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Why Now Is the Time for a Music Television Revival
WHEN I was writing about…
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the thirty-eighth anniversary of MTV last month, it allowed me the chance to revisit a station/brand that had some hard times and, yes, there were problems. Not only was MTV’s regency fairly short-lived, but it took a while to get off the ground. How broad was it, and can one overlook its exclusion of black artists in the early days? Depending on how you see MTV in the history of music television, one cannot argue against the fact (the station) provided these big music videos and, for many of us, it was essential viewing. When MTV launched in the 1980s, it was a curious concept and music television has evolved since then. I have written about the lack of music T.V. shows and stations on now and, after every occasion, I am no closer to finding an answer. Once was the day when we had CD:UK and Freshly Squeezed. We had Pop World from 2001 and 2007; The Tube ran from 1982 and 1987 and, if you do your research, you can uncover so many different music T.V. shows that catered to those hungry for the latest news, big performances and features. Even though it is off the air at the moment, Later… with Jools Holland seems to be the only real music T.V. show on now. Think about where artists perform when they need to promote music. Laughably, cooking shows like Sunday Brunch are doubling up as ersatz music platforms.
I think the industry is as packed, varied and hungry as ever and, because of that, are we saying the only way to discover new acts is on the Internet or at gigs? Granted, the advent and growth of social media and streaming means we do not need to rely on music T.V. to discover artists. We have great radio stations so, in this digital age, is the idea of a music T.V. show old-fashioned and obsolete?! I think that is on the lips of every T.V. executive and broadcaster when they are asked about the lack of music T.V. shows. It would be quite expensive to mount a regular series and, considering the calibre of artists one might need to attract, is it worth the trouble? I have read feedback from artists – when I post similar articles – that asks why, in 2019, there are virtually no music T.V. shows. At certain points in history, we have seen three or four (or more) shows run that offers something slightly different. Now, as the Internet takes over, more and more people are sourcing music on their phones/laptops. The convenience of that is wonderful but there is more to music than new releases and the latest news. So many acts, established and new, rely on the rigours of live performance; playing so many venues in order to get noticed and appreciated. T.V. shows like Later… with Jools Holland allow people to discover artists they might not have been familiar with.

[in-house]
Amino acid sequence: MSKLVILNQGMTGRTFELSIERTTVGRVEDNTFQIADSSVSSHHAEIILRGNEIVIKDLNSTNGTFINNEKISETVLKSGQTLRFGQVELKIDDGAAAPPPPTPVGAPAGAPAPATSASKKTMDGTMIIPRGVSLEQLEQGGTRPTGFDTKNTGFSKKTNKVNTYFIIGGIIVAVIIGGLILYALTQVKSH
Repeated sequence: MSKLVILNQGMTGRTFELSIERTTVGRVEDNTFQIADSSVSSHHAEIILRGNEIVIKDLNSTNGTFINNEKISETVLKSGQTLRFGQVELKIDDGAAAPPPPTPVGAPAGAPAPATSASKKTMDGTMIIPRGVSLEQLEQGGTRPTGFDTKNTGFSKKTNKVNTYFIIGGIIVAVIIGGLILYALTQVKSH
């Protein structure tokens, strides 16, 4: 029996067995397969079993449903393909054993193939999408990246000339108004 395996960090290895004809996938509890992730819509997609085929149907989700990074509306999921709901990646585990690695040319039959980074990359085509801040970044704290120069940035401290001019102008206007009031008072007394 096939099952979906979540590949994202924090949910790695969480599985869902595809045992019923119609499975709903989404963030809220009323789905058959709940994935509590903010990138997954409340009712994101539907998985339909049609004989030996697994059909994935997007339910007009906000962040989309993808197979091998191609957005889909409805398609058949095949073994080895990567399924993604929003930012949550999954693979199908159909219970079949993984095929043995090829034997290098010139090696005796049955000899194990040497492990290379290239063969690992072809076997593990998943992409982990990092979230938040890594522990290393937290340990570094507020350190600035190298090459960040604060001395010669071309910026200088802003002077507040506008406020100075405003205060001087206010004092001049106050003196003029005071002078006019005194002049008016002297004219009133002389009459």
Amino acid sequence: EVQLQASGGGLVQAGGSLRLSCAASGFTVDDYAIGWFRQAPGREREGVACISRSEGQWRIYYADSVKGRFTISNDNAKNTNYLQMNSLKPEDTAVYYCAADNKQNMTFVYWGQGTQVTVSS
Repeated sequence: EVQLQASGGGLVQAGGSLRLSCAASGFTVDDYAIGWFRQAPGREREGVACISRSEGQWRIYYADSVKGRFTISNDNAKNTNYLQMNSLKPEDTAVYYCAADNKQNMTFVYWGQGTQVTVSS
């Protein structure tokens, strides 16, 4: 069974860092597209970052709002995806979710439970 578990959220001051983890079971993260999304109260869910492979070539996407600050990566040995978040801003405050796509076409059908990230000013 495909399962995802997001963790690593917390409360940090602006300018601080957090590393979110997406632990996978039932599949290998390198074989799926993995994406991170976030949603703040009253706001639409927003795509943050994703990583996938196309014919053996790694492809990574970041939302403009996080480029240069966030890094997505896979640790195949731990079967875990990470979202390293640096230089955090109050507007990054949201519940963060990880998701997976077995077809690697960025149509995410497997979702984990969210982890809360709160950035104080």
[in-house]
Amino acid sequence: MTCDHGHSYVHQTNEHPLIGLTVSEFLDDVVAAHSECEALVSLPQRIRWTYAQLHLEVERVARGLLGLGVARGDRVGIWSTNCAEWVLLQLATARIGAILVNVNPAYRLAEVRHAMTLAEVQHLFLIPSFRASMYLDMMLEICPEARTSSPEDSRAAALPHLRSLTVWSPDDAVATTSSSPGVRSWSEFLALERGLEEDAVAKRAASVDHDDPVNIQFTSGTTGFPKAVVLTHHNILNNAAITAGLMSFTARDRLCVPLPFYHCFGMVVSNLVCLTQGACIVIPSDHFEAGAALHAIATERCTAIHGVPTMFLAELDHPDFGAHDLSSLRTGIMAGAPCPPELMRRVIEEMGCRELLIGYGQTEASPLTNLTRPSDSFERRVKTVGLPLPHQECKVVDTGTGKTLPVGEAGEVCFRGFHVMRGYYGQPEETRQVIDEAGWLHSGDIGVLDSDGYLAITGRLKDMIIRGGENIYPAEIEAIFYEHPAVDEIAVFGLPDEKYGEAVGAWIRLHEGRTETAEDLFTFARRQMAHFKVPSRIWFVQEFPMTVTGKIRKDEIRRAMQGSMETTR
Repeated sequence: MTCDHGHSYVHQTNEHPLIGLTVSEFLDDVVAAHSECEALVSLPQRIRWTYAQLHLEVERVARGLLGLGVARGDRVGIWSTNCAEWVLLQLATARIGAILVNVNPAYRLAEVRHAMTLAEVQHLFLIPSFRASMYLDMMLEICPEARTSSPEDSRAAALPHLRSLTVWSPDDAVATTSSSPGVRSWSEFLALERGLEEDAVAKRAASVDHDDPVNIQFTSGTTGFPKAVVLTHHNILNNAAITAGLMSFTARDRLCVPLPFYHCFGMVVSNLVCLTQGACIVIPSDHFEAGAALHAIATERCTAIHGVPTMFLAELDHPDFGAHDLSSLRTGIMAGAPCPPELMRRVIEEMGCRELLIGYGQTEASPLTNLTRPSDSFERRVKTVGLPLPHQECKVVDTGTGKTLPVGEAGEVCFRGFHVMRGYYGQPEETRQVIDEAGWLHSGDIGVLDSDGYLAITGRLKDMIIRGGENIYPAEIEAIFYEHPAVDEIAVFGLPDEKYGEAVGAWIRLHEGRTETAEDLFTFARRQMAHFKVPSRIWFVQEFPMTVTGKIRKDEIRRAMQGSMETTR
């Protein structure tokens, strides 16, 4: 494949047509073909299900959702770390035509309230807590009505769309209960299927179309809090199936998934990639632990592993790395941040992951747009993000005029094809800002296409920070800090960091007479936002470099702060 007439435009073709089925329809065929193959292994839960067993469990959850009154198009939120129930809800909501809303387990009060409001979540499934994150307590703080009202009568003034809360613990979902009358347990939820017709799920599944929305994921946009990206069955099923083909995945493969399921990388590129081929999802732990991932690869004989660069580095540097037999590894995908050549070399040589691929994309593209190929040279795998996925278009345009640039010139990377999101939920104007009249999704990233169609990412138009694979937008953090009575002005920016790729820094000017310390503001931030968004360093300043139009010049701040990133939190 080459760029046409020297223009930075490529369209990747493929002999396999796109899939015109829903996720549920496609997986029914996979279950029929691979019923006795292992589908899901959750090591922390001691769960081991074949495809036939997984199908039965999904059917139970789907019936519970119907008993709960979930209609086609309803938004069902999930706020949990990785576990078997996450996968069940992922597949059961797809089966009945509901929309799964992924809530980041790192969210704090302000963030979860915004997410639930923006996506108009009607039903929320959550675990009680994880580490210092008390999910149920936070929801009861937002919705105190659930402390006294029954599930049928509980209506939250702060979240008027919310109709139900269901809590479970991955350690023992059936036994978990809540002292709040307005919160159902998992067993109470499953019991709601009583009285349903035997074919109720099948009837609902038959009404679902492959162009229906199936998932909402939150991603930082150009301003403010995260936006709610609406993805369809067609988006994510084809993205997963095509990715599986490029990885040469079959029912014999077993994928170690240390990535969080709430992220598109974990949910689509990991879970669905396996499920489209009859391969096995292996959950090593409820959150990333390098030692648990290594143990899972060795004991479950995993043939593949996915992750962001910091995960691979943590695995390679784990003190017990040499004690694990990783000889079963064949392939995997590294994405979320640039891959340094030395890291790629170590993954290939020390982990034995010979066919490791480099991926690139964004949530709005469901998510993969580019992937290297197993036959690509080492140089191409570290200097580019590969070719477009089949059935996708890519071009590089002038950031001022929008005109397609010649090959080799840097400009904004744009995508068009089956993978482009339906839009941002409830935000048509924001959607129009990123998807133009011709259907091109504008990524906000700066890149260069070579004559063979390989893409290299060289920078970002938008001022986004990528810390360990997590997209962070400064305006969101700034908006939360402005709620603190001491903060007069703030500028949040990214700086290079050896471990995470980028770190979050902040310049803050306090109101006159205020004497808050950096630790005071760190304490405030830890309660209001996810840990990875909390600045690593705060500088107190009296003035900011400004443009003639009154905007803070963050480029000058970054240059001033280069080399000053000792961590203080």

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For me, I love the show because it retains the charm and simplicity of older brands like The Old Grey Whistle Test but has a very modern feel. I use the Internet a lot to get my music fix but feel that, when it comes to engaging my attention, T.V. is best. I like to relax and watch T.V. and I think that would be a perfect opportunity to bask in some musical goodness. In terms of budget, maybe the BBC and ITV would not be able to finance a properly big show but, with the likes of Netflix broadening and expanding, there is that chance to bring people in. In this feature from 2008, MTV was put under the microscope. Ratings were declining and the station had to respond:
“In the 1990s, the channel evolved. It proved to be a powerful platform for a new breed of video auteurs, who exploited the burgeoning acceptance of the music video as an artform. The likes of Spike Jonze, Michel Gondry and Hype Williams cut their teeth on pop videos before graduating to Hollywood; many of them won recognition at that other famous cash cow for the company: the high profile MTV Video Music Awards, which again expanded into non-music territory with a raft of spin-offs. The awards continued to hog headlines this week, when at the MTV Movie Awards in Los Angeles two presenters (the actors Seth Rogen and James Franco) pretended to smoke marijuana before giving a gong.
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MTV claims that, despite the overall fall in viewers, over the past year it has gone some way to reversing its decline in viewing figures, and that while MTV Flux was justifiably canned, interactive elements have been incorporated into all its channels. MTV UK's director of television, Heather Jones, says: "We are still very much part of the cutting edge. We have a host of live music events which we are behind this summer, and are bringing the Europe Music Awards to Liverpool. And I would say that online, our video streams are up”’.